Last week, the world watched as Apple announced its newest phones. So dumb – though no less intriguing – as could be Dynamic Island, the iPhone 14 series does not solve one of the biggest problems with modern smartphones: messaging. A day after Apple’s keynote address, Tim Cook took the stage at Vox’s Code Conference, confirming the company’s position in RCS: not interested, and if you want to send hi-res videos to your mom, you better buy her, or yourself, an iPhone.
After months of increasingly desperate pleas from Google, solidifies the status of cross-platform messaging as a disastrous disaster in the US. Cook’s comments are spitfire, not only for Android users, but also for any iPhone user who wants to text their friends without worrying about blue and green bubbles. That’s why it’s finally time to push your iOS-based friends and family to ditch their blue bubble group chats and move to a third-party chat platform.
Let me say this up front: This issue is absolutely a US-centric issue. I am fully aware that iMessage is practically unimportant in most of the rest of the world. It’s a problem that originated more than a decade ago, when US carriers included free SMS while other countries continued to charge extra fees, creating the conditions for services like WhatsApp to rise in popularity while remaining a minuscule player. in United States. Unfortunately, I live in the US so this fight is all I know. For those readers based in the US (Android and iPhone users alike), it’s time to join in and follow the example of the rest of the world. If persuading Apple to adopt RCS doesn’t work, you need to persuade your friends to download a new app.
Don’t get me wrong, this is going to be an uphill battle. iPhones are immensely popular in the US., and that user base is only growing. iMessage isn’t just a crucial blocking feature, it’s also a way to turn people away from Android. Tim Cook himself said it on stage this week: If you’re sick of receiving or sending low-resolution videos, if you’re sick of group chats breaking up, if you’re sick of being called a “green bubble,” the solution to Apple is for you to buy an iPhone.
And I hear you. You’ve been through this before. She tried it in 2012 when she persuaded her family to join Hangouts. You tried again in 2016 and convinced some of your friends to download Allo from the App Store. You called them both the future of messaging. Y in both cases, you were wrong.
Now that Google seems to be sticking with a messaging service, and a decent one, it’s disappointing to throw in the towel. RCS is not perfect, but it’s the closest thing to the “iMessage for Android” that people have been asking for for years. It works with your phone number, it is compatible with almost all Android devices, and it’s virtually automatic. But outside of the US, no one really cares about RCS. And even to import into the US, RCS needs Apple to adopt it. Otherwise, we’re stuck with the same problems we’ve faced for a decade: broken group chats and a lack of modern messaging features. Without some kind of forceful intervention, either from the government or carriers, Apple won’t be adding RCS support to iMessage for the foreseeable future.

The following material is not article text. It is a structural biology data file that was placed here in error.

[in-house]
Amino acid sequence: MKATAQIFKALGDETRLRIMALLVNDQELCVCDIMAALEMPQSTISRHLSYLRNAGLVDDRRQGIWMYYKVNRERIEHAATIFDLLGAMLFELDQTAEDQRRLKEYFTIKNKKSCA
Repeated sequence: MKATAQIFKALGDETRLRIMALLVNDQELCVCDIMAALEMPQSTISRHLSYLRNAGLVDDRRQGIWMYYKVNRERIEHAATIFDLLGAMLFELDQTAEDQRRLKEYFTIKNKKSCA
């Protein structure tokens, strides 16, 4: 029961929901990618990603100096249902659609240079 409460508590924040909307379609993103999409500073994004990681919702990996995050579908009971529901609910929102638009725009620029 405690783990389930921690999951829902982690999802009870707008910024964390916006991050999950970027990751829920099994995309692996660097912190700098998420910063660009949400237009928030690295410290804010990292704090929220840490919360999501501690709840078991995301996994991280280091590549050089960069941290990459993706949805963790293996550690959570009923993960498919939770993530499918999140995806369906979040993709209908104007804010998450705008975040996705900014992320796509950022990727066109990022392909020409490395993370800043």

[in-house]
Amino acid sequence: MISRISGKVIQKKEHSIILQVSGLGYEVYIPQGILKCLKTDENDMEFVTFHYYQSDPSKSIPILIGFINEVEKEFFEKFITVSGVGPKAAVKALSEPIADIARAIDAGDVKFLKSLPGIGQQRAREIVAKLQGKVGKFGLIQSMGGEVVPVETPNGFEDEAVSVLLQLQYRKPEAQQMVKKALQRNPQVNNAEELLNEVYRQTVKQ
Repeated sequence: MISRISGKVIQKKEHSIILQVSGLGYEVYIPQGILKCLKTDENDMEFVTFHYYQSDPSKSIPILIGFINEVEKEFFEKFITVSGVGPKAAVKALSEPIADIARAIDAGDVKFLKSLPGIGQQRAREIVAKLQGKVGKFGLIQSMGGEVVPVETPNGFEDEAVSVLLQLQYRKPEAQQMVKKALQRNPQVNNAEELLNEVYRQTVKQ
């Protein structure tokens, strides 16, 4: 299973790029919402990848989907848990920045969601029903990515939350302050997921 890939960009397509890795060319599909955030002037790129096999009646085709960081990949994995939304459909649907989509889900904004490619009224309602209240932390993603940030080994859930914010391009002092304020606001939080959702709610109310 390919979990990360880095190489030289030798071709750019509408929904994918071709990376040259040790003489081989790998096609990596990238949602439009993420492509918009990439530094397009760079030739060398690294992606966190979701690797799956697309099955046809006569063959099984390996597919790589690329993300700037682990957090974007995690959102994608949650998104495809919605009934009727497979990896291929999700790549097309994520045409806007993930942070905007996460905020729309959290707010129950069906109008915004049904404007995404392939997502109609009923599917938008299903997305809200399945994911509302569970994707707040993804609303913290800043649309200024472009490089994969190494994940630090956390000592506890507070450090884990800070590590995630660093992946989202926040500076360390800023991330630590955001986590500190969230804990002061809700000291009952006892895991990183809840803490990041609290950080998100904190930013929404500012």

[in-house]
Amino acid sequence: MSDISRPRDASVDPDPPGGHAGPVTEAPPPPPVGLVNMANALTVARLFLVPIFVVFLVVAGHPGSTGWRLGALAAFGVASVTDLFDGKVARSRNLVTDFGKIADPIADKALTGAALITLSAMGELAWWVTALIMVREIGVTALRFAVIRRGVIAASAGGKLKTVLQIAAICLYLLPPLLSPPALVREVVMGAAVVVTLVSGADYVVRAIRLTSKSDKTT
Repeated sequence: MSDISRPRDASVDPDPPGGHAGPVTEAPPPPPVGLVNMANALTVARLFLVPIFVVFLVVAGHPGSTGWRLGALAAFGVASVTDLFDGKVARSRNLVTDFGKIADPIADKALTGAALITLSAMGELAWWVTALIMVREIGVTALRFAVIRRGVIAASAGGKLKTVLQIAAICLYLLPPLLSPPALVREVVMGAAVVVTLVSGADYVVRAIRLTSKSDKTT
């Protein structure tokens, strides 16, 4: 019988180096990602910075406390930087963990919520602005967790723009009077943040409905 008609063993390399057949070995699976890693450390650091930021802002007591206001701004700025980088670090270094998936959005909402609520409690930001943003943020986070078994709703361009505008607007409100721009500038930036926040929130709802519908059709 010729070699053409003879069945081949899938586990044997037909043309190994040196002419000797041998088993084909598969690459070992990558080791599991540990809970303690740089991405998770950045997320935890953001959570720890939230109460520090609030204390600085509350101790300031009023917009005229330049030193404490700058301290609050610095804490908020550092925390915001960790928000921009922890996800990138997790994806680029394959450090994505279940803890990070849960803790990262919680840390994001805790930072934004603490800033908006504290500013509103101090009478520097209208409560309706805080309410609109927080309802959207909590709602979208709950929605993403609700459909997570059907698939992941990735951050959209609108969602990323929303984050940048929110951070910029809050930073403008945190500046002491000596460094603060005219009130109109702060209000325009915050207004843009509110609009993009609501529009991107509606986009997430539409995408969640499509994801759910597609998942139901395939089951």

So, it’s time to give up the dream and make one last push to get your friends and family to switch to a cross-platform chat service. Fortunately, countless messaging apps are widely available on both app stores. If you don’t mind using Meta products, Messenger, WhatsApp and Instagram are there. Chances are your mom is on Facebook anyway, so persuading her to text you through Messenger won’t take much effort. Don’t want to give Meta access to your life? Sign up for Signal. I’ve been using it for a couple of my group chats over the last couple of months, and it’s great. It’s basic enough that anyone can learn to use it, even those who haven’t used anything other than iMessage since the days of sliding QWERTY keyboards. Get your friends to jump on Discord or Telegram. All of these platforms can be accessed on iOS and Android and can also be synced with desktop or web-based clients. Fundamentally, they’re set: unlike Hangouts and Allo, they’re not going anywhere.
It is hard work. It’s annoying. Basically, you will have to pester and persuade the closest people in your life, all in an effort to fix a problem that we have little or no control over. But that’s it: we can make these changes to our social circles simply by begging our friends and family to download one latest messaging app. And the timing is perfect. More than ever, iPhone users seem to be aware of the issues when messaging Android users and you might be willing to change your habits to avoid future headaches. If there’s a benefit to Google’s ongoing campaign, here it is.
So one last time. Apologize to your loved ones for having them try Allo all those years ago; Honestly, they deserve that apology (Alology?), and promise them this will be your last attraction. No future apps, no Google ads. Jump into WhatsApp, Signal or any app of your choice and leave the green bubble conversation in the past. We will all be better for it.